There'll be trouble in L.A.'s paradise
Don't you think it's about time somebody gave Kobe Bryant a nickname, some sort of moniker to label him the universally beloved hero we all know him to be.
After all, the Los Angeles Lakers already have The Diesel, The Mailman and The Glove, not to mention Vanessa Williams' Husband, and it just doesn't seem right that poor Kobe doesn't have some endorsement-inducing designation as well.
I mean, when I look at the Lakers' stellar collection of future Hall of Famers, it reminds me of my days of innocent youth, watching the Super Heroes, Green Lantern and Aquaman and Batman and Superman and Spiderman and Wonder Woman and The Flash and Mighty Mouse and Speed Racer and Racer X and Scooby Doo and Tarzan. And it warms my heart to think that in the same way that those ficticious characters -- well, except for Speed Racer, who is real -- came together to fight evil and promote the pageantry of goodness is closely analgous to the way that the Lakers' Fearsome Foursome/Four Horsemen/Steel Curtain have bonded like a band of brothers this season, willing to lay aside all personal agendas for the greater good. They know that winning and placing their legend in the annals of history are far more important than the possibility of any tedious personality disputes.
What's that you say? The Diesel wants to run over Kobe? The Glove wants to strangle Kobe? The Meditator wants to forcibly remove, by means of deliberately calm inner contemplation, Kobe from his lucent subconscious?
What have I been smoking?
Clearly not the same thing as Damon Stoudamire, who is, according to the John Canzano-administered drug test, soon to be in a Wal-Mart near you, as clean as an unused bong. To his credit, Stoudamire cleared his house of the two pounds of ganja that was there previously -- er, rather, that his father's brother's uncle's sister's dog left there. Unfortunately, Stoudamire told Qyntel Woods to dispose of it and Qyntel was not exactly clear about what that meant.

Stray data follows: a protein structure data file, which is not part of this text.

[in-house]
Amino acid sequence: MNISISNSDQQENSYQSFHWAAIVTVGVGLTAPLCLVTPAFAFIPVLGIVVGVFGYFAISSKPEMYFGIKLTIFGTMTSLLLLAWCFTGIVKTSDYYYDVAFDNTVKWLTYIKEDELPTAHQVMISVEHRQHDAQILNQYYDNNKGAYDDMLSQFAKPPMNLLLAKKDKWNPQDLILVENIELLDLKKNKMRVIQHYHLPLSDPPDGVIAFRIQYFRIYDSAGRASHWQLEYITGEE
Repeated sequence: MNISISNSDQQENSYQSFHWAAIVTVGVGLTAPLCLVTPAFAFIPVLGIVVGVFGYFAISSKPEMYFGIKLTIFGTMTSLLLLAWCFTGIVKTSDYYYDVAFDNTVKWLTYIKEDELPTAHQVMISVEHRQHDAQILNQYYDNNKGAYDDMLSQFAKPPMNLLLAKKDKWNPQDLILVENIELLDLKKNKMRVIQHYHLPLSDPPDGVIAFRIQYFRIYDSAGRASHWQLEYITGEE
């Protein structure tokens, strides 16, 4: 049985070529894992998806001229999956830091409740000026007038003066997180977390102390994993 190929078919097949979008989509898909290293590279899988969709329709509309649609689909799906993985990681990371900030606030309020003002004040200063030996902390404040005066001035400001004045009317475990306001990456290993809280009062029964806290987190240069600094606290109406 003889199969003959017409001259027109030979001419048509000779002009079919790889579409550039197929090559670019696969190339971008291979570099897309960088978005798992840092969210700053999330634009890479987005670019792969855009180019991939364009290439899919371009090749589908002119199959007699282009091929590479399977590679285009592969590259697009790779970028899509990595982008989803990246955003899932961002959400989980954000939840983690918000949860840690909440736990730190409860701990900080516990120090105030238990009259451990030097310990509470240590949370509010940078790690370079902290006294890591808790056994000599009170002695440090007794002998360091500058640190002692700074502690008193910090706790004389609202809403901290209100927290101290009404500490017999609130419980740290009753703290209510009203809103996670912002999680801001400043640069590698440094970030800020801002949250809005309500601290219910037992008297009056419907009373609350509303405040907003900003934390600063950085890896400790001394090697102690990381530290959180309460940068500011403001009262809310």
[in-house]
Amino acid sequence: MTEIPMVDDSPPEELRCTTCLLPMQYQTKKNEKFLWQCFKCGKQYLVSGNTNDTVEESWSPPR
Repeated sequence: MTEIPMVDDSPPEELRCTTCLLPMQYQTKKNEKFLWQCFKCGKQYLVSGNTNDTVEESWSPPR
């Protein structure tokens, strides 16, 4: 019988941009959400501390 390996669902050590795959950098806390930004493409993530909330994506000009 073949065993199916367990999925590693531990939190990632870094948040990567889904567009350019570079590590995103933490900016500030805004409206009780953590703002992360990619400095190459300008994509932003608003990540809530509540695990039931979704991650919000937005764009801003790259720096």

In any case, there have been some subtle suggestions that there was some behind-the-back snickering and deep sighs of relief when Bryant re-injured his surgically repaired shoulder, if only because his removal from the lineup eliminates his irksome character flaws, which mainly deal with pomposity and a penchant to shoot the ball too often at inopportune times in an NBA affair.
You don't believe me? How about this story? Earlier this season, Bryant had a birthday party for his young daughter and invited some of his teammates to his home to celebrate. Guess how many attended the party? And those that did go were not named Glove, Diesel or Mailman. Yes, yes, there always is the excuse that the players didn't want to subject their children to being in the house of a man who ostensibly may be convicted of a heinous crime, but ...
By the way, if Kobe is found guilty of rape in Colorado, but is later in life inducted into the Hall of Fame on the merits of winning three, and possibly four, NBA championships, will his jersey in Springfield bear the No. 8 or the No. 8-816329-1312? Jes asking?